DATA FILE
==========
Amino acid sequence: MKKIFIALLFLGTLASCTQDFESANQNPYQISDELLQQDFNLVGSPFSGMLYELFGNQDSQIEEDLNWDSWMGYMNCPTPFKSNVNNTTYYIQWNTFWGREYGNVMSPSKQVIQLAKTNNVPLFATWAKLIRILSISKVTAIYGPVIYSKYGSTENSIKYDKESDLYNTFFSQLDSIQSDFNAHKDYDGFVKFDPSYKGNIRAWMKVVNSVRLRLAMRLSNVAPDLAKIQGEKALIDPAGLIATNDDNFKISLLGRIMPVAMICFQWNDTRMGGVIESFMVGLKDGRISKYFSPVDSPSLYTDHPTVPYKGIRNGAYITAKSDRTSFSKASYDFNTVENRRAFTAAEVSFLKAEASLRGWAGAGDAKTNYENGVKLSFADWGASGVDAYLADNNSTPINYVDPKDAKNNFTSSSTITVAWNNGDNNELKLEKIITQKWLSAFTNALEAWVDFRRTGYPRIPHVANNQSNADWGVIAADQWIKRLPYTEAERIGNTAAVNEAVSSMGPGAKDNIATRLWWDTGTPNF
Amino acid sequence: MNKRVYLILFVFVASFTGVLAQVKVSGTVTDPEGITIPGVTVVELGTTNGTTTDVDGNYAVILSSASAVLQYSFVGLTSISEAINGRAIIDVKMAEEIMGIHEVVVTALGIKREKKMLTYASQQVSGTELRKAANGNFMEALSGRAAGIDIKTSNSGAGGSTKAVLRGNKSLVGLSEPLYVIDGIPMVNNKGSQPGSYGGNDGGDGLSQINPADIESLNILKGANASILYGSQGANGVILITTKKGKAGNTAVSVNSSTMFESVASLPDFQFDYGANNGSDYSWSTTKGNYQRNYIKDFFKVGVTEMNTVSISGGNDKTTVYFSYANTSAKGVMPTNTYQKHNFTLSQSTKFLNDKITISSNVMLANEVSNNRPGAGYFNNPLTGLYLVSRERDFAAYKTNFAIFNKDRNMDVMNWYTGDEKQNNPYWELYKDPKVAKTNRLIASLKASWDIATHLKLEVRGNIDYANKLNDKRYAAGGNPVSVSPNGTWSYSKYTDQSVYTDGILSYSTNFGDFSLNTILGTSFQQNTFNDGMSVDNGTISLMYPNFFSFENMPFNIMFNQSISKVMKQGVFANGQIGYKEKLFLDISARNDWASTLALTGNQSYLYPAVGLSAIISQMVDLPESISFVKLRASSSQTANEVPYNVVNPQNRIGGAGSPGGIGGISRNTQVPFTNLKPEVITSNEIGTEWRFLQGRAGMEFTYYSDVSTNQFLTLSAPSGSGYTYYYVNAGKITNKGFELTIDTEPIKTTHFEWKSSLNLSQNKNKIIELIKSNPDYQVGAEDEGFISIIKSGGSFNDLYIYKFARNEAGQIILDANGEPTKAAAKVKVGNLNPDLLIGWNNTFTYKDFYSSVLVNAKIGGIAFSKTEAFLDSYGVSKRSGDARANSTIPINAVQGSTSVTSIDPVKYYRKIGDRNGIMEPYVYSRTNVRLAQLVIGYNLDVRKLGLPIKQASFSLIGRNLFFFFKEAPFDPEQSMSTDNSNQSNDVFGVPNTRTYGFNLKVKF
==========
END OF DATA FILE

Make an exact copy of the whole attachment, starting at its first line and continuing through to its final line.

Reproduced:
Amino acid sequence: MKKIFIALLFLGTLASCTQDFESANQNPYQISDELLQQDFNLVGSPFSGMLYELFGNQDSQIEEDLNWDSWMGYMNCPTPFKSNVNNTTYYIQWNTFWGREYGNVMSPSKQVIQLAKTNNVPLFATWAKLIRILSISKVTAIYGPVIYSKYGSTENSIKYDKESDLYNTFFSQLDSIQSDFNAHKDYDGFVKFDPSYKGNIRAWMKVVNSVRLRLAMRLSNVAPDLAKIQGEKALIDPAGLIATNDDNFKISLLGRIMPVAMICFQWNDTRMGGVIESFMVGLKDGRISKYFSPVDSPSLYTDHPTVPYKGIRNGAYITAKSDRTSFSKASYDFNTVENRRAFTAAEVSFLKAEASLRGWAGAGDAKTNYENGVKLSFADWGASGVDAYLADNNSTPINYVDPKDAKNNFTSSSTITVAWNNGDNNELKLEKIITQKWLSAFTNALEAWVDFRRTGYPRIPHVANNQSNADWGVIAADQWIKRLPYTEAERIGNTAAVNEAVSSMGPGAKDNIATRLWWDTGTPNF
Amino acid sequence: MNKRVYLILFVFVASFTGVLAQVKVSGTVTDPEGITIPGVTVVELGTTNGTTTDVDGNYAVILSSASAVLQYSFVGLTSISEAINGRAIIDVKMAEEIMGIHEVVVTALGIKREKKMLTYASQQVSGTELRKAANGNFMEALSGRAAGIDIKTSNSGAGGSTKAVLRGNKSLVGLSEPLYVIDGIPMVNNKGSQPGSYGGNDGGDGLSQINPADIESLNILKGANASILYGSQGANGVILITTKKGKAGNTAVSVNSSTMFESVASLPDFQFDYGANNGSDYSWSTTKGNYQRNYIKDFFKVGVTEMNTVSISGGNDKTTVYFSYANTSAKGVMPTNTYQKHNFTLSQSTKFLNDKITISSNVMLANEVSNNRPGAGYFNNPLTGLYLVSRERDFAAYKTNFAIFNKDRNMDVMNWYTGDEKQNNPYWELYKDPKVAKTNRLIASLKASWDIATHLKLEVRGNIDYANKLNDKRYAAGGNPVSVSPNGTWSYSKYTDQSVYTDGILSYSTNFGDFSLNTILGTSFQQNTFNDGMSVDNGTISLMYPNFFSFENMPFNIMFNQSISKVMKQGVFANGQIGYKEKLFLDISARNDWASTLALTGNQSYLYPAVGLSAIISQMVDLPESISFVKLRASSSQTANEVPYNVVNPQNRIGGAGSPGGIGGISRNTQVPFTNLKPEVITSNEIGTEWRFLQGRAGMEFTYYSDVSTNQFLTLSAPSGSGYTYYYVNAGKITNKGFELTIDTEPIKTTHFEWKSSLNLSQNKNKIIELIKSNPDYQVGAEDEGFISIIKSGGSFNDLYIYKFARNEAGQIILDANGEPTKAAAKVKVGNLNPDLLIGWNNTFTYKDFYSSVLVNAKIGGIAFSKTEAFLDSYGVSKRSGDARANSTIPINAVQGSTSVTSIDPVKYYRKIGDRNGIMEPYVYSRTNVRLAQLVIGYNLDVRKLGLPIKQASFSLIGRNLFFFFKEAPFDPEQSMSTDNSNQSNDVFGVPNTRTYGFNLKVKF